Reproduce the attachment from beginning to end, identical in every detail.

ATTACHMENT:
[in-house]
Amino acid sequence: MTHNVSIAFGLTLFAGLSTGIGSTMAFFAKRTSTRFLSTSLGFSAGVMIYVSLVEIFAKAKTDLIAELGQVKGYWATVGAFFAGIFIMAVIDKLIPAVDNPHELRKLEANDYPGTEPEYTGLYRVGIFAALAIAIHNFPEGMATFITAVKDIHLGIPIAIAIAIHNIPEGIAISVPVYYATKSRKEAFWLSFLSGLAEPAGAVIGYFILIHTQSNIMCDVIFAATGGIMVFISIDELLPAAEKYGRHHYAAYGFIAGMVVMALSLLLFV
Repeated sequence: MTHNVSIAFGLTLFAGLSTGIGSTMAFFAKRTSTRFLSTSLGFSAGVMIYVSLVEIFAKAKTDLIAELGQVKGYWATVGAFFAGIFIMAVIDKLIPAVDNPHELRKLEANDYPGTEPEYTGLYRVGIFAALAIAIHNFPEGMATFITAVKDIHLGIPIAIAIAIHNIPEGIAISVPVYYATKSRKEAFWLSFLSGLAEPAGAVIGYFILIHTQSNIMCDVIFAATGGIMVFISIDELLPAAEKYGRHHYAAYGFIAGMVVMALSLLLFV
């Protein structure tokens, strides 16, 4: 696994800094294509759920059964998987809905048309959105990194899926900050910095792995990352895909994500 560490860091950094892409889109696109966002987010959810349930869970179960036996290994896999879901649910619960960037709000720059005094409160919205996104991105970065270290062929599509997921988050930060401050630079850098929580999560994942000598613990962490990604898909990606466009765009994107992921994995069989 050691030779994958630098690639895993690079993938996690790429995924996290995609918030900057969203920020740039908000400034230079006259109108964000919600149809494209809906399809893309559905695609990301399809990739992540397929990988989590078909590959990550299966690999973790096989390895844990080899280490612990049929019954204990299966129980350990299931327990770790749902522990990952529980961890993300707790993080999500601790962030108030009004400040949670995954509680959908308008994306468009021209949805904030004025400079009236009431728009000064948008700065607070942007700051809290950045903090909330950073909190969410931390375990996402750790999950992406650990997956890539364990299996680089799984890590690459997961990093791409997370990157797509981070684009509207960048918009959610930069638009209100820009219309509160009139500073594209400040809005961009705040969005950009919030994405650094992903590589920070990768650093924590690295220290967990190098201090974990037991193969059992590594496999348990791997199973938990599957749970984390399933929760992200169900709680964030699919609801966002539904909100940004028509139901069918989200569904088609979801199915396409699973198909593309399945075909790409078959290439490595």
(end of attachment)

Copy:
[in-house]
Amino acid sequence: MTHNVSIAFGLTLFAGLSTGIGSTMAFFAKRTSTRFLSTSLGFSAGVMIYVSLVEIFAKAKTDLIAELGQVKGYWATVGAFFAGIFIMAVIDKLIPAVDNPHELRKLEANDYPGTEPEYTGLYRVGIFAALAIAIHNFPEGMATFITAVKDIHLGIPIAIAIAIHNIPEGIAISVPVYYATKSRKEAFWLSFLSGLAEPAGAVIGYFILIHTQSNIMCDVIFAATGGIMVFISIDELLPAAEKYGRHHYAAYGFIAGMVVMALSLLLFV
Repeated sequence: MTHNVSIAFGLTLFAGLSTGIGSTMAFFAKRTSTRFLSTSLGFSAGVMIYVSLVEIFAKAKTDLIAELGQVKGYWATVGAFFAGIFIMAVIDKLIPAVDNPHELRKLEANDYPGTEPEYTGLYRVGIFAALAIAIHNFPEGMATFITAVKDIHLGIPIAIAIAIHNIPEGIAISVPVYYATKSRKEAFWLSFLSGLAEPAGAVIGYFILIHTQSNIMCDVIFAATGGIMVFISIDELLPAAEKYGRHHYAAYGFIAGMVVMALSLLLFV
């Protein structure tokens, strides 16, 4: 696994800094294509759920059964998987809905048309959105990194899926900050910095792995990352895909994500 560490860091950094892409889109696109966002987010959810349930869970179960036996290994896999879901649910619960960037709000720059005094409160919205996104991105970065270290062929599509997921988050930060401050630079850098929580999560994942000598613990962490990604898909990606466009765009994107992921994995069989 050691030779994958630098690639895993690079993938996690790429995924996290995609918030900057969203920020740039908000400034230079006259109108964000919600149809494209809906399809893309559905695609990301399809990739992540397929990988989590078909590959990550299966690999973790096989390895844990080899280490612990049929019954204990299966129980350990299931327990770790749902522990990952529980961890993300707790993080999500601790962030108030009004400040949670995954509680959908308008994306468009021209949805904030004025400079009236009431728009000064948008700065607070942007700051809290950045903090909330950073909190969410931390375990996402750790999950992406650990997956890539364990299996680089799984890590690459997961990093791409997370990157797509981070684009509207960048918009959610930069638009209100820009219309509160009139500073594209400040809005961009705040969005950009919030994405650094992903590589920070990768650093924590690295220290967990190098201090974990037991193969059992590594496999348990791997199973938990599957749970984390399933929760992200169900709680964030699919609801966002539904909100940004028509139901069918989200569904088609979801199915396409699973198909593309399945075909790409078959290439490595």